Today I picked up a big peeping cardboard box from post office, drove it home, and set it inside our brooder — the little structure my husband built for raising baby chicks. We ordered a different kind of meat breed this year, and as I peeked curiously through the holes of the box at the fluffy birds inside, I could see reddish down and shiny dark eyes. I blocked the bottom of the door with a piece of plywood so my baby boy could watch the proceedings from his stroller in the yard, but the chicks couldn’t hop out the door. Then I opened the box, admired the reddish balls of fluff for just a moment, and prepared to lift each bird out and dip its beak in sugar water. (This is supposed to encourage them to drink after their journey from the hatchery.)
Before I’d dipped the beaks of three of these “Freedom Rangers,” as they are called, a fourth had hopped out. This had never happened before when I raised the standard meat breed, the Cornish Cross. I dipped the escapee’s beak and it continued on its merry way. As I lifted more fluffy little wisps of birds out of the box, several pecked at my rings as though they were little hunters pouncing on prey. No bug could a chance against those little guys. The dipping of beaks started seeming more ceremonial than practical because the chicks all clustered around the waterers, drinking until little bubbles rose to the top of the jars. They didn’t need my encouragement at all.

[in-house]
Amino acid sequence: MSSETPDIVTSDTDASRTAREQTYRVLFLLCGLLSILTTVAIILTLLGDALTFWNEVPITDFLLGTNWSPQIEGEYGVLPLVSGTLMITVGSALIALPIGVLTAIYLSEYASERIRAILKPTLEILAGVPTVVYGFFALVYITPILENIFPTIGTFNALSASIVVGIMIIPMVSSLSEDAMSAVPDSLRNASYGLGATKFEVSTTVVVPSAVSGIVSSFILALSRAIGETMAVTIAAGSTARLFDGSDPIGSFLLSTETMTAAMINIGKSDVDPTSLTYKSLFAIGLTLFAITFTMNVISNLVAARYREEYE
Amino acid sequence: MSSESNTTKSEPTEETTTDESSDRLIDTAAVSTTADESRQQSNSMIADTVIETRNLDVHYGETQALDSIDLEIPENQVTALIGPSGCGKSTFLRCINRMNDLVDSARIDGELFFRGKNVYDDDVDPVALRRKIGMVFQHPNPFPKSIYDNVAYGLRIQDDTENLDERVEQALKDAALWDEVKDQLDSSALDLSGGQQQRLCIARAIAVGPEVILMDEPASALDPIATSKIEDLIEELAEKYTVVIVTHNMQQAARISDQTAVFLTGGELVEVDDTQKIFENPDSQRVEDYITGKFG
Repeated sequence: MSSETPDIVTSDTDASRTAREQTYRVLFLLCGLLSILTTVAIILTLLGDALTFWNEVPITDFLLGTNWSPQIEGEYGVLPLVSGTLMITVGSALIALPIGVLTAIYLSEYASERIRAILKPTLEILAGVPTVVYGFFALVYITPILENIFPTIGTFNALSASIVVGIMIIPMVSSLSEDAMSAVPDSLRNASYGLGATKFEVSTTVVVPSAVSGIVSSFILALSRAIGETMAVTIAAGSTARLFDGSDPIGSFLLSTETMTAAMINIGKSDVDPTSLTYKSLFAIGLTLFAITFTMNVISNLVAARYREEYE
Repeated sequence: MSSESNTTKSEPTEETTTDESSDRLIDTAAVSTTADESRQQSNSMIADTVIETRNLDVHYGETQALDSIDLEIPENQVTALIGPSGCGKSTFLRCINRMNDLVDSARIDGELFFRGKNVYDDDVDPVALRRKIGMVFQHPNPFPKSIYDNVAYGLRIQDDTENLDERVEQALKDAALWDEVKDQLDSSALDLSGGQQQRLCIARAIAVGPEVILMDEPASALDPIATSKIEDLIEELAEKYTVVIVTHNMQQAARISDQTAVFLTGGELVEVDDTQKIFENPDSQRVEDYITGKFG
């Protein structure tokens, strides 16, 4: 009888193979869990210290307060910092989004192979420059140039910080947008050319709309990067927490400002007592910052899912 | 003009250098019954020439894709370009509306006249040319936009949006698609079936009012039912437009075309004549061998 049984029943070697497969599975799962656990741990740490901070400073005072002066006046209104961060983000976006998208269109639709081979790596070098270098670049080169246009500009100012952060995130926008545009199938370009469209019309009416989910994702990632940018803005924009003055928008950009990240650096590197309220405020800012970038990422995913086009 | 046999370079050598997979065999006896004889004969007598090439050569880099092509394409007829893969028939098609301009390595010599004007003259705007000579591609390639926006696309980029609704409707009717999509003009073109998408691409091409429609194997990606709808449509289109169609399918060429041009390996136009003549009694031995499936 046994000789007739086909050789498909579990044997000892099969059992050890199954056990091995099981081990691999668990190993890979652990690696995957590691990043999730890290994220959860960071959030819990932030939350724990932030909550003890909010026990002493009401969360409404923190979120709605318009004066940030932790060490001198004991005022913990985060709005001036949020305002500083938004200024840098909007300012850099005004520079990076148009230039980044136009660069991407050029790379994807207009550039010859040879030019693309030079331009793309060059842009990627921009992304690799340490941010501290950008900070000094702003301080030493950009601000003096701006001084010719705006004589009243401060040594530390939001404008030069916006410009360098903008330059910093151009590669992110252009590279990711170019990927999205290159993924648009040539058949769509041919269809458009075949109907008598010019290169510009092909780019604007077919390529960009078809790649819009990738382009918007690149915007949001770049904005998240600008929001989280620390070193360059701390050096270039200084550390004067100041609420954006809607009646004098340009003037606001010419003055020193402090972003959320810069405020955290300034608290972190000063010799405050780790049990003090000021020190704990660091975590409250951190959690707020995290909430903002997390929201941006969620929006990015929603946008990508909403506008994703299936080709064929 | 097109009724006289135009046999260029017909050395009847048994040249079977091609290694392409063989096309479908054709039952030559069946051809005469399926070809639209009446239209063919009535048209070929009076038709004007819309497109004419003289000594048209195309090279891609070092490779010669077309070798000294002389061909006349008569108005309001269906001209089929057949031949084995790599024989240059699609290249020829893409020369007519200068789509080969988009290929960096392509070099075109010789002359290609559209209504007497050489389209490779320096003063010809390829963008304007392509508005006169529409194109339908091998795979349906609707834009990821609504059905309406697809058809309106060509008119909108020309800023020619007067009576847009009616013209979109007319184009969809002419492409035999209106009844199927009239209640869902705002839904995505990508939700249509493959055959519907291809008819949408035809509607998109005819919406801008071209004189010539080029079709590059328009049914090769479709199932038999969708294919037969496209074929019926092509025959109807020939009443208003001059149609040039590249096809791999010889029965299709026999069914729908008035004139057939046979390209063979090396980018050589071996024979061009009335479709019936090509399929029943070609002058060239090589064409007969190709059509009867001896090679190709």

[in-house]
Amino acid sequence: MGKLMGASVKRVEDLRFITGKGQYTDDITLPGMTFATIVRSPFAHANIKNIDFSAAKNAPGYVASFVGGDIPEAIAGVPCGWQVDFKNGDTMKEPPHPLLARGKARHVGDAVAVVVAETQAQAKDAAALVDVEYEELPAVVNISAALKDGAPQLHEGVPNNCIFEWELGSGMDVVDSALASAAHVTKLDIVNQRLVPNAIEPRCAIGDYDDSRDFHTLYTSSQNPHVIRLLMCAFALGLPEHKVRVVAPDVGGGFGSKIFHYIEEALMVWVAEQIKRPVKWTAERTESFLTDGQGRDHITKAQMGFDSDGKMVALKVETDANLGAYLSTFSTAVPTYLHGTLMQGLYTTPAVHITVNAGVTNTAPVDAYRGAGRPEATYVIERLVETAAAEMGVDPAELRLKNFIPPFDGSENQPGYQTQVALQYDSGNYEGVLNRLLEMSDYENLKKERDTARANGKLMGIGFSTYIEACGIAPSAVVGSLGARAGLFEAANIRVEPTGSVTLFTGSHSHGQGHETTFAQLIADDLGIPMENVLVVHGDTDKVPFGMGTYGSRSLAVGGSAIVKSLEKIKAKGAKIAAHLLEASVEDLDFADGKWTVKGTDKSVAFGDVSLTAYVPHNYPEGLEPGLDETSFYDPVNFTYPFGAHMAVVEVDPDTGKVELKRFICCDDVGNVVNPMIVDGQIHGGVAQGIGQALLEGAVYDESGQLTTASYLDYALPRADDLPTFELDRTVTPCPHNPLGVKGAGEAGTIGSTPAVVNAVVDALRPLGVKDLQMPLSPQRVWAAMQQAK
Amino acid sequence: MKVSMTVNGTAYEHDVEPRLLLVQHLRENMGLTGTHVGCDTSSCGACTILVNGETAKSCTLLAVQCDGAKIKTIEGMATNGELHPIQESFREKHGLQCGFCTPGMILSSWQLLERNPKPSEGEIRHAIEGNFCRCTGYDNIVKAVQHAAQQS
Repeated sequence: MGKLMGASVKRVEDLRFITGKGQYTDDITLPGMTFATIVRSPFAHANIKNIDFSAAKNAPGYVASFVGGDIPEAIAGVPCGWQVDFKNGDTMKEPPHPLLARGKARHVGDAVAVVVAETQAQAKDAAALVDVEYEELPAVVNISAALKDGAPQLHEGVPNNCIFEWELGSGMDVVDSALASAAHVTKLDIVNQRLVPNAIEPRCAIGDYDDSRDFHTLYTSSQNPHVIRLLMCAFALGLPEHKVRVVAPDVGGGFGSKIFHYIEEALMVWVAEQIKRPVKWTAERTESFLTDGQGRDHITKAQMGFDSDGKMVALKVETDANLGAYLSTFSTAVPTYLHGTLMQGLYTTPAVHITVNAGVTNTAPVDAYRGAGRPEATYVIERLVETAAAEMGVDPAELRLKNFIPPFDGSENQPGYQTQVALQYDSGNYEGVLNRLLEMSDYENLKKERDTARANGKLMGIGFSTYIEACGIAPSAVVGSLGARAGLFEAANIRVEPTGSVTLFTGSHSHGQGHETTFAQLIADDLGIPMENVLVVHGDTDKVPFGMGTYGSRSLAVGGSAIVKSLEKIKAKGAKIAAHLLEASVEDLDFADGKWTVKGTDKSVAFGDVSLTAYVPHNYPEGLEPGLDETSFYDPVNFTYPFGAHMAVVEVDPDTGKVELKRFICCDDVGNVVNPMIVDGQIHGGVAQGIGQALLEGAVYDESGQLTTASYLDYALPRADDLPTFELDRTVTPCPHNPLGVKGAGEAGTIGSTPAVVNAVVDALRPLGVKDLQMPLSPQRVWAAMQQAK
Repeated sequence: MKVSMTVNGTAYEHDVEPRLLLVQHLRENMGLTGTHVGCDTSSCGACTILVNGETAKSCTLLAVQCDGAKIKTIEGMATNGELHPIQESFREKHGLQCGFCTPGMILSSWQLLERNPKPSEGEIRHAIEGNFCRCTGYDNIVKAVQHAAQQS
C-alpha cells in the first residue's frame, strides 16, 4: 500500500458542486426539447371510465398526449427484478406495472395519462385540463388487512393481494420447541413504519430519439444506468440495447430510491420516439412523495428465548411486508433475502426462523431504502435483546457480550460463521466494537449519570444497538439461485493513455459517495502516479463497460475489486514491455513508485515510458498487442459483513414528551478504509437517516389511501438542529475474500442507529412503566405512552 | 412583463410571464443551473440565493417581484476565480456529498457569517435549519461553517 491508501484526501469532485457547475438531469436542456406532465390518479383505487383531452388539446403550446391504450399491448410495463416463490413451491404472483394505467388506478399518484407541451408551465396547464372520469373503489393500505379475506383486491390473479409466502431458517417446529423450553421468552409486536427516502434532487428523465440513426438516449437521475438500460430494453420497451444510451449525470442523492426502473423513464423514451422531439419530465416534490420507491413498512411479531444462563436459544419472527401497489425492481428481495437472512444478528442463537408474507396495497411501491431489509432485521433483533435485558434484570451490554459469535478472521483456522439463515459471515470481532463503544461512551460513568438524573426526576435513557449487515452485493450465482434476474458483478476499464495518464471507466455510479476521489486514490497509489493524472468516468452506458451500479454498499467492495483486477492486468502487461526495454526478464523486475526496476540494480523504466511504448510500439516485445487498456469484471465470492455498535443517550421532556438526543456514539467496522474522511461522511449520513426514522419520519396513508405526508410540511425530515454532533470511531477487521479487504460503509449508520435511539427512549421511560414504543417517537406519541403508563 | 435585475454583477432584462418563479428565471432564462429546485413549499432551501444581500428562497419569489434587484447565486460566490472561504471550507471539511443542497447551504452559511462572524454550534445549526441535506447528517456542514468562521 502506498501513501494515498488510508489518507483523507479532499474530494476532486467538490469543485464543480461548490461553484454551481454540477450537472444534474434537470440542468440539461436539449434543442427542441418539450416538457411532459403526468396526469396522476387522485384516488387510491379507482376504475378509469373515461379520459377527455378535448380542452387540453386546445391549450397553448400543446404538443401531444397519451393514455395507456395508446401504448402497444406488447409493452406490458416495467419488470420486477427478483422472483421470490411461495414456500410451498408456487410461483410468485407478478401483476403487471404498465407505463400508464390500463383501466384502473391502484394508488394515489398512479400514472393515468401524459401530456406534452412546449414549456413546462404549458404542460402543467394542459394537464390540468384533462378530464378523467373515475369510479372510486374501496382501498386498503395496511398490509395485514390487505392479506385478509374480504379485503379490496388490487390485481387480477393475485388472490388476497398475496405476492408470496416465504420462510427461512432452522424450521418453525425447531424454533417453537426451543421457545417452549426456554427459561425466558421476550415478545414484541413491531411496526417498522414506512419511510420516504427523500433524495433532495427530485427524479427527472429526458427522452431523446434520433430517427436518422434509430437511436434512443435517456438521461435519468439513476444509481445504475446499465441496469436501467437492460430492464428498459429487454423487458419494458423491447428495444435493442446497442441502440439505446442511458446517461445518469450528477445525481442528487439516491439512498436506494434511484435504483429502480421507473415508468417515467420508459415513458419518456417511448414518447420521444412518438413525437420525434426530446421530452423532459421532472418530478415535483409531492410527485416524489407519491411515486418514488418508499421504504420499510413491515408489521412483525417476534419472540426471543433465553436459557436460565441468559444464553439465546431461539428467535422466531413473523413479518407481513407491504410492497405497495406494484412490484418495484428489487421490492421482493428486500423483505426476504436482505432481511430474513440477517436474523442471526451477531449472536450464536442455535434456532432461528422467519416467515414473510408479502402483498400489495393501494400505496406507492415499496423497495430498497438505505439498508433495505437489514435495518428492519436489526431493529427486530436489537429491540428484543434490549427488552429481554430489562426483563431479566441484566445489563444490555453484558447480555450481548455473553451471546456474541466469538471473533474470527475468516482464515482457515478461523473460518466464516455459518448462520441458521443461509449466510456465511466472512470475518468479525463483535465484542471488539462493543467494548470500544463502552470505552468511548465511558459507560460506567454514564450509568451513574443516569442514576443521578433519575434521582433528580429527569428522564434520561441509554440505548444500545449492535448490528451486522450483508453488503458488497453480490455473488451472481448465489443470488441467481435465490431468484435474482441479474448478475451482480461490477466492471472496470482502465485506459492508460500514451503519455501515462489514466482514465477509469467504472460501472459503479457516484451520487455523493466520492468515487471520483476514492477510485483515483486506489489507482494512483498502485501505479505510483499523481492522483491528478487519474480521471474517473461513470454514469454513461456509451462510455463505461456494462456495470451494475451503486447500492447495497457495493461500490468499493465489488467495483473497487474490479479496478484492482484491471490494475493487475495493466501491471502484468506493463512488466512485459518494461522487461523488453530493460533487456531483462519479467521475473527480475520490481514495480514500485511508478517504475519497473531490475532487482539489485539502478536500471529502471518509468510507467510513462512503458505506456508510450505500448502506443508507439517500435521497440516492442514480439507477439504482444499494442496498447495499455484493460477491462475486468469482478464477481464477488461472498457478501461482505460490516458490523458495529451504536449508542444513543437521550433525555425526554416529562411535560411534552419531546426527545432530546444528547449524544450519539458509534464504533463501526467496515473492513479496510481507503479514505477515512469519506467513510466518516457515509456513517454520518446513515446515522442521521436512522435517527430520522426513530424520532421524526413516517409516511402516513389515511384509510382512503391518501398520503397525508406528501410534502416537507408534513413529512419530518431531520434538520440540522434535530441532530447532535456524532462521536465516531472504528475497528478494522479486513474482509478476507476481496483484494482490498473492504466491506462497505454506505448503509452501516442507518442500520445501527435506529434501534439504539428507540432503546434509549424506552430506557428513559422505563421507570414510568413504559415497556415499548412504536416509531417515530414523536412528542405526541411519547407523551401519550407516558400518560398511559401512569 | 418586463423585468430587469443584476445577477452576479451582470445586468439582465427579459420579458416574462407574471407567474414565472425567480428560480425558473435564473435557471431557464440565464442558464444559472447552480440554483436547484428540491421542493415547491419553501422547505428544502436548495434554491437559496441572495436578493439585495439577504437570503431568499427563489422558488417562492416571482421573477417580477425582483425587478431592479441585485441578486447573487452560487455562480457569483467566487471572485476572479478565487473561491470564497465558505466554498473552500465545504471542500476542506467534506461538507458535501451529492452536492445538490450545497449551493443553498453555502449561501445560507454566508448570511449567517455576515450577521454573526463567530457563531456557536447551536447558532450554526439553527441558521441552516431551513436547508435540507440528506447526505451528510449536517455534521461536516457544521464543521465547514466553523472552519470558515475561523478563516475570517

After carefully dipping 102 beaks and assuring myself that the chicks were well settled, I turned around to care for my increasingly fussy baby. Behind the baby, two orange little chicks chased a cat across the grass and the cat retreated. About a dozen others were leisurely pecking new leaves like people at a holiday buffet. Tough as these guys are, we need them to stay warmer until their feathers come in, so I scooped some up and returned them to the brooder. I stalked around, discovering several little foraging parties, which were amazingly laid back about being scooped up and returned to the brooder. They must have hopped over the piece of wood I’d set across the bottom of the door. No Cornish Cross chick would’ve pulled a stunt like that.
Finally finished with the job, I pushed the stroller back to the house, thinking about the liveliness and verve of those little birds. I have a suspicion that these spirited chicks, like my spirited children, might find many unique ways of keeping me hopping this summer.